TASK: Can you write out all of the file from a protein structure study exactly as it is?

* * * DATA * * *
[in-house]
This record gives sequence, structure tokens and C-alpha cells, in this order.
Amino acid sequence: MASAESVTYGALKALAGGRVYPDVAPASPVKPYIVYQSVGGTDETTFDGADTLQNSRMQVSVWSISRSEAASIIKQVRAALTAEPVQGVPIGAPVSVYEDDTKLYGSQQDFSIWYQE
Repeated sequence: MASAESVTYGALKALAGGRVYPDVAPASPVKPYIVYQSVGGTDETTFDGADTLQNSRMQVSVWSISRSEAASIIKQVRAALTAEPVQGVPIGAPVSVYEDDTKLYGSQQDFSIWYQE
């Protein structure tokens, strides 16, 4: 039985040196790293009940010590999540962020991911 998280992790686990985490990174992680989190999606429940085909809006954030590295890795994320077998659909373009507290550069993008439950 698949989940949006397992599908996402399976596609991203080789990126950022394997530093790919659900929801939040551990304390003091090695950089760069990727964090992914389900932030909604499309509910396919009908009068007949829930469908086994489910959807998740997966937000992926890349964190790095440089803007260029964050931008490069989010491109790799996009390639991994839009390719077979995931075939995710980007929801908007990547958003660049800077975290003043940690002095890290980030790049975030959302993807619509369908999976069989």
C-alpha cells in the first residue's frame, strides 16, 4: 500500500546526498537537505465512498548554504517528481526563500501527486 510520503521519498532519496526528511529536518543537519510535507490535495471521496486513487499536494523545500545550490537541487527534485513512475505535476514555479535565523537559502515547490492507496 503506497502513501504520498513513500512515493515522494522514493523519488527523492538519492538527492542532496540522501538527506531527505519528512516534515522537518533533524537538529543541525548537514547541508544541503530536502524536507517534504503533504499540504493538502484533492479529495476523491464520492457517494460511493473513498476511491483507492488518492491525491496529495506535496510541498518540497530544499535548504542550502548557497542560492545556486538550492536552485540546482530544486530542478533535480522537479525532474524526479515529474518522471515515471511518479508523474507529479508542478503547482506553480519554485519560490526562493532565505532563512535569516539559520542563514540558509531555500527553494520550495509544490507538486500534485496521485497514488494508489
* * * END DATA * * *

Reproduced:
[in-house]
This record gives sequence, structure tokens and C-alpha cells, in this order.
Amino acid sequence: MASAESVTYGALKALAGGRVYPDVAPASPVKPYIVYQSVGGTDETTFDGADTLQNSRMQVSVWSISRSEAASIIKQVRAALTAEPVQGVPIGAPVSVYEDDTKLYGSQQDFSIWYQE
Repeated sequence: MASAESVTYGALKALAGGRVYPDVAPASPVKPYIVYQSVGGTDETTFDGADTLQNSRMQVSVWSISRSEAASIIKQVRAALTAEPVQGVPIGAPVSVYEDDTKLYGSQQDFSIWYQE
């Protein structure tokens, strides 16, 4: 039985040196790293009940010590999540962020991911 998280992790686990985490990174992680989190999606429940085909809006954030590295890795994320077998659909373009507290550069993008439950 698949989940949006397992599908996402399976596609991203080789990126950022394997530093790919659900929801939040551990304390003091090695950089760069990727964090992914389900932030909604499309509910396919009908009068007949829930469908086994489910959807998740997966937000992926890349964190790095440089803007260029964050931008490069989010491109790799996009390639991994839009390719077979995931075939995710980007929801908007990547958003660049800077975290003043940690002095890290980030790049975030959302993807619509369908999976069989």
C-alpha cells in the first residue's frame, strides 16, 4: 500500500546526498537537505465512498548554504517528481526563500501527486 510520503521519498532519496526528511529536518543537519510535507490535495471521496486513487499536494523545500545550490537541487527534485513512475505535476514555479535565523537559502515547490492507496 503506497502513501504520498513513500512515493515522494522514493523519488527523492538519492538527492542532496540522501538527506531527505519528512516534515522537518533533524537538529543541525548537514547541508544541503530536502524536507517534504503533504499540504493538502484533492479529495476523491464520492457517494460511493473513498476511491483507492488518492491525491496529495506535496510541498518540497530544499535548504542550502548557497542560492545556486538550492536552485540546482530544486530542478533535480522537479525532474524526479515529474518522471515515471511518479508523474507529479508542478503547482506553480519554485519560490526562493532565505532563512535569516539559520542563514540558509531555500527553494520550495509544490507538486500534485496521485497514488494508489